When you write a selective crawler like this, you can easily skip most crawler traps!
You can save the code to a local file and run the spider from the command line, like this:
$scrapy runspider sejspider.py
Or from a script or jupyter notebook.
Here is the example log of the crawler run:
Traditional crawlers extract and follow all links from the page. Some links will be relative, some absolute, some will lead to other sites, and most will lead to other pages within the site.
The crawler needs to make relative URLs absolute before crawling them, and mark which ones have been visited to avoid visiting again.
A search engine crawler is a bit more complicated than this. It is designed as a distributed crawler. This means the crawls to your site don’t come from one machine/IP but from several.
This topic is outside of the scope of this article, but you can read the Scrapy documentation to learn about how to implement one and get an even deeper perspective.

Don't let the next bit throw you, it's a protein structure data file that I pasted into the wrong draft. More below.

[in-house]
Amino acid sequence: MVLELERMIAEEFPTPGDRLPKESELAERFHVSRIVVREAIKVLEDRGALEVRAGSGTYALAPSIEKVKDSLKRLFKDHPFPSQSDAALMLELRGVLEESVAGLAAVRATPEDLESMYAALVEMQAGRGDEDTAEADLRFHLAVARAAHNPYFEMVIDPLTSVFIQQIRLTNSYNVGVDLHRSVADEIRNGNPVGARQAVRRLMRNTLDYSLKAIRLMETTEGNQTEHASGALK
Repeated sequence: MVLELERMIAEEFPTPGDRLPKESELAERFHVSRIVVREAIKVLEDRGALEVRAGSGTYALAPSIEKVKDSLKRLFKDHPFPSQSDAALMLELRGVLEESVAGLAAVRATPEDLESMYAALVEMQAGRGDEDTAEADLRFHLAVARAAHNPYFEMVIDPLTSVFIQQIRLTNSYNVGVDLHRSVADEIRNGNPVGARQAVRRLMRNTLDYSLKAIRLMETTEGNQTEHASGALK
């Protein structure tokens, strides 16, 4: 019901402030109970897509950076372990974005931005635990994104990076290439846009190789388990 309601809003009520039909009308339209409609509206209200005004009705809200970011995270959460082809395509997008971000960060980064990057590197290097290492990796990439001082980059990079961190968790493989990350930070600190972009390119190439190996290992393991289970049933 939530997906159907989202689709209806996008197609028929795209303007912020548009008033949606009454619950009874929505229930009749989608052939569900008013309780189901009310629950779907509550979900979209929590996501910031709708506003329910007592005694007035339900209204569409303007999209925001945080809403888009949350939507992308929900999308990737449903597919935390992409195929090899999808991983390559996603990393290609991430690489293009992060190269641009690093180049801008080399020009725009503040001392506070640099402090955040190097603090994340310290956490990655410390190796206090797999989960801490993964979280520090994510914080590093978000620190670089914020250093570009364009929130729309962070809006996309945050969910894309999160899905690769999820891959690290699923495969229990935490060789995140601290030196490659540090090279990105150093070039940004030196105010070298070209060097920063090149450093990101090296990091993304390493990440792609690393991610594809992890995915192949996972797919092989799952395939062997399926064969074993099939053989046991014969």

Now that you have seen crawler code and understand how it works, let’s explore some common crawler traps and see why a crawler would fall for them.
How a Crawler Falls for Traps
I compiled a list of some common (and not so common) cases from my own experience, Google’s documentation and some articles from the community that I link in the resources section. Feel free to check them out to get the bigger picture.
A common and incorrect solution to crawler traps is adding meta robots noindex or canonicals to the duplicate pages. This won’t work because this doesn’t reduce the crawling space. The pages still need to be crawled. This is one example of why it is important to understand how things work at a fundamental level.
Nowadays, most websites using HTTP cookies to identify users and if they turn off their cookies they prevent them from using the site.
But, many sites still use an alternative approach to identify users: the session ID. This ID is unique per website visitor and it is automatically embedded to all URLs of page.
When a search engine crawler crawls the page, all the URLs will have the session ID, which makes the URLs unique and seemingly with new content.